Joining together a large number of Lynn’s closest pals and industry professionals to honor the legend’s work over the past several decades, the celebration of opening her “Blue Kentucky Girl” exhibit for the first time brought light to the already well-known catalogue she’s given ever so humbly to the world as her Southern gift.
Singer-songwriter Margo Price performed a modern acoustic version of Lynn’s “Fist City” to pleasant surprise from the obliging audience. From one generation to the next in country music, Price showed much promise by way of Lynn’s sound and left folks in awe over the talent of another important female voice on the horizon of the format.
Country Music Hall of Fame CEO Kyle Young then graced the stage, with eloquent and kind words for Lynn’s career. Hypothetically questioning how different the music world would be without her spirit engraved in country music’s history, he spoke highly of her impact and how she used her own life experiences to change millions of fans’ lives all around the world.
“She wrote about her life and she sang the truth. In writing about her life, Loretta sang our truths as well. Her story is a triumph for artistry and it is an example of the way that personal expression can foster universal consideration. Her story is not born of myth, but it is rife with wonder,” Young told of Lynn’s legacy.
Giving the stage away to fan and fellow country artist Kacey Musgraves to condense her forward from a book about Lynn into a rather quick introduction speech, she reveled in Lynn’s glory and thanked her for paving the pathway for small town girls like her with great wit, pride and of course, music.
“Some adjectives that I’d like to kick off this forward include: intelligent, irreverently ladylike, witty, authentic, beautiful, strong and brave,” Musgraves began. “These qualities have minted Loretta Lynn as a legendary figure in American music and beyond. I can say, without a doubt, I would not be living the musical life as I know it without her example to follow. Seriously.”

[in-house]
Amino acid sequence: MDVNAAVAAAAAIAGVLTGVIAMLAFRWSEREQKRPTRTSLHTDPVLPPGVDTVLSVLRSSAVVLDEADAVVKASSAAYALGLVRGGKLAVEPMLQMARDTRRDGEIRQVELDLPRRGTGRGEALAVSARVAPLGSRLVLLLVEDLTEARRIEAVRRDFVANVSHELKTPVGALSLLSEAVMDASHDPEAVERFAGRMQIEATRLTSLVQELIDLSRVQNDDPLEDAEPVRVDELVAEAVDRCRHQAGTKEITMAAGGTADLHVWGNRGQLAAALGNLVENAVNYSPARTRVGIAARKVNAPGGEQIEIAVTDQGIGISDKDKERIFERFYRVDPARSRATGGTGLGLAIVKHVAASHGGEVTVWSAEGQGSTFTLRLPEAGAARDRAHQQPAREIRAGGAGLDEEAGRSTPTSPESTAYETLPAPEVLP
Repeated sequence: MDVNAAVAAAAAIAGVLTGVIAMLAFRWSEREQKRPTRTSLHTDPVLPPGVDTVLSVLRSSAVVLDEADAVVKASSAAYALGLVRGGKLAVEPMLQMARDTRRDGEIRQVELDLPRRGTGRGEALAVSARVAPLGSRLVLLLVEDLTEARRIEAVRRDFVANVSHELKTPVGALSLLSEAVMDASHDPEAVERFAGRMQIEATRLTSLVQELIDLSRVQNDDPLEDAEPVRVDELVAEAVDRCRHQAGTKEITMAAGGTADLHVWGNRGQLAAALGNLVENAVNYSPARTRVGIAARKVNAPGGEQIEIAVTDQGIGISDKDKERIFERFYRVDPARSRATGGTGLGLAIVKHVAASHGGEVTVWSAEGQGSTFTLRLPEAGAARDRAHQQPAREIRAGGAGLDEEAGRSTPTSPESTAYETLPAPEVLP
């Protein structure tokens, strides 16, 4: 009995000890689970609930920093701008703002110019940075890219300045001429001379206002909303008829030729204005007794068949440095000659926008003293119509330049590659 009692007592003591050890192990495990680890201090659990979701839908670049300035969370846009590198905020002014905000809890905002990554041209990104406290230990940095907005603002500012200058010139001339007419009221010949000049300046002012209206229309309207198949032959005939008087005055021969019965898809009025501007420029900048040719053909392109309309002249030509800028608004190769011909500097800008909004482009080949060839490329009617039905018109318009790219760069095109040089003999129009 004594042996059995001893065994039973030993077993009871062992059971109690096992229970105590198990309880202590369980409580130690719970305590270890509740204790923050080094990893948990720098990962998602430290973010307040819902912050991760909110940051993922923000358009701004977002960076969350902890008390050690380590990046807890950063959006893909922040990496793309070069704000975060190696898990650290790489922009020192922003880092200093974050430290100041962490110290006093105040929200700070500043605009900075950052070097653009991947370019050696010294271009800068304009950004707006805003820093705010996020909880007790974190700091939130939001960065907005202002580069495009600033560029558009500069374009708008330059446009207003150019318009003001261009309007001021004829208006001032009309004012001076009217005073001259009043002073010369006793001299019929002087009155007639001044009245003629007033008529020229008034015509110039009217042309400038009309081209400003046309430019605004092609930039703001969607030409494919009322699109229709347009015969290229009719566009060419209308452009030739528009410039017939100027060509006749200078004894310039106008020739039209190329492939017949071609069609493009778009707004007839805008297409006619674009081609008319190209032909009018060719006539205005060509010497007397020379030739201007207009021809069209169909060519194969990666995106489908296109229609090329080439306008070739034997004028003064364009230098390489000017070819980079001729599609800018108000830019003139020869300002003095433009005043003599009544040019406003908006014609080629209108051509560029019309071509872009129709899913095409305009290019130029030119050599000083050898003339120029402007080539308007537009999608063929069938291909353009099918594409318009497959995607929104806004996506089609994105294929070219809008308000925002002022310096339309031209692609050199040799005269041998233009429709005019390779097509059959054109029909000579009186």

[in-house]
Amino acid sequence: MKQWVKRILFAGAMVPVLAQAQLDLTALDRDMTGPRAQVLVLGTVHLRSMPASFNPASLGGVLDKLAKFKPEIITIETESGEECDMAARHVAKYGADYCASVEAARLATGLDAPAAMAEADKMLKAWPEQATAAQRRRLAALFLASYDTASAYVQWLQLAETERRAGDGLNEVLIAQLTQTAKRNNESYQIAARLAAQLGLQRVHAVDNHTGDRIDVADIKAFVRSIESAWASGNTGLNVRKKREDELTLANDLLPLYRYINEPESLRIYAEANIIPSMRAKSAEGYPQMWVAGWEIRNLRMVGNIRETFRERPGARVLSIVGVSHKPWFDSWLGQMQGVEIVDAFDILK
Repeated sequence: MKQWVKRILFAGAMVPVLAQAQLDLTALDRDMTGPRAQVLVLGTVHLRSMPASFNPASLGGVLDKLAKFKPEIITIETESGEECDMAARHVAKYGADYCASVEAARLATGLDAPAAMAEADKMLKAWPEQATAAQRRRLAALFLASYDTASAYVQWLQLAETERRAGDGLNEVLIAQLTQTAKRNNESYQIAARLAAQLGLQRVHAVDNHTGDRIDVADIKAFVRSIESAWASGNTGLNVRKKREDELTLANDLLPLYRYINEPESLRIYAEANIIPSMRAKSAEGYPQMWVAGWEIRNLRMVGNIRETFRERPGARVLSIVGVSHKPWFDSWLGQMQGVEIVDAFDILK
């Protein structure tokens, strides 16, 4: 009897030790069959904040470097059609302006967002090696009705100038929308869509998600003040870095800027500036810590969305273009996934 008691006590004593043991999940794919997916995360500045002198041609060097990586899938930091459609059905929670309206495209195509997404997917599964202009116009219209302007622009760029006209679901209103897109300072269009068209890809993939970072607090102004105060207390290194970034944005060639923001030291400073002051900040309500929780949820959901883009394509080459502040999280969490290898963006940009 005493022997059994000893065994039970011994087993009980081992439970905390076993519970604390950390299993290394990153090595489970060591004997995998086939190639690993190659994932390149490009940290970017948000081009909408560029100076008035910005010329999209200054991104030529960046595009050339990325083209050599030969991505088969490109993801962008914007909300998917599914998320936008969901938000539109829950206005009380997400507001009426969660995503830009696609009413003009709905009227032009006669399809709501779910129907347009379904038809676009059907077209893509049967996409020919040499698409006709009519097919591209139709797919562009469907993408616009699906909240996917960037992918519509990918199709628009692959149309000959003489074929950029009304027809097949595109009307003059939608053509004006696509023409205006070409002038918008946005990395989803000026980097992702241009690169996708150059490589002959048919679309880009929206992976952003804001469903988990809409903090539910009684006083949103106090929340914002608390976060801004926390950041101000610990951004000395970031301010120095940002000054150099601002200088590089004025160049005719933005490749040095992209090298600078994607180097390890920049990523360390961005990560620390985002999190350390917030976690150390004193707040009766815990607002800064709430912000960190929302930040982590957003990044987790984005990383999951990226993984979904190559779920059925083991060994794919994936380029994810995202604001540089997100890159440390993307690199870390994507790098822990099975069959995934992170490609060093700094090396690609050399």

Musgraves continued on about how Lynn’s honesty shaped her genuine songwriting abilities and how she never shies away from telling it like it is, just as her hero had done many years before her. The “Follow Your Arrow” singer even joked about getting her start as a 10-year-old girl singing with a sassy attitude on stage to songs like “Fist City” and “You Ain’t Woman Enough (To Take My Man).”
Brandy Clark followed suit in the high praises with an awe-inspiring cover of “Coal Miner’s Daughter,” which definitely raised the spirits of the crowd even higher as whispered harmonies from guests hummed throughout the hall during the catchy chorus.
After the crowd returned the favor of these honorable speeches and performances with a loud rouse of applause and a standing ovation loud enough for Lynn to hear back at home, her daughter Patsy Lynn Russell addressed how much hard work and dedication was put into the creation of the exhibit and reassured all in attendance that her mother would return soon with her optimistic spirit following right along despite suffering from a stroke back in May.
“Nothing’s gonna bring her down. She’s doing so well. My mom doesn’t do anything without doing it 100 percent. That’s what she believes—if you don’t give it 100 percent, it’s not worth doing. When she came into this business, she said you have to be first, great or different. I think my mom is kind of all of those things,” Russell said.
The exhibit itself starts from Lynn’s humble beginnings back in the middle of nowhere Kentucky and builds upon a lifetime of success and gratitude throughout displays of her multiple trophies, gorgeous array of gowns and video clips of her closest friends and family repeating their overwhelming compliments toward her life.
Lynn’s “Blue Kentucky Girl” exhibit at the Country Music Hall of Fame will open to visitors on Friday, August 25, and remain as a part of the museum until August 5, 2018.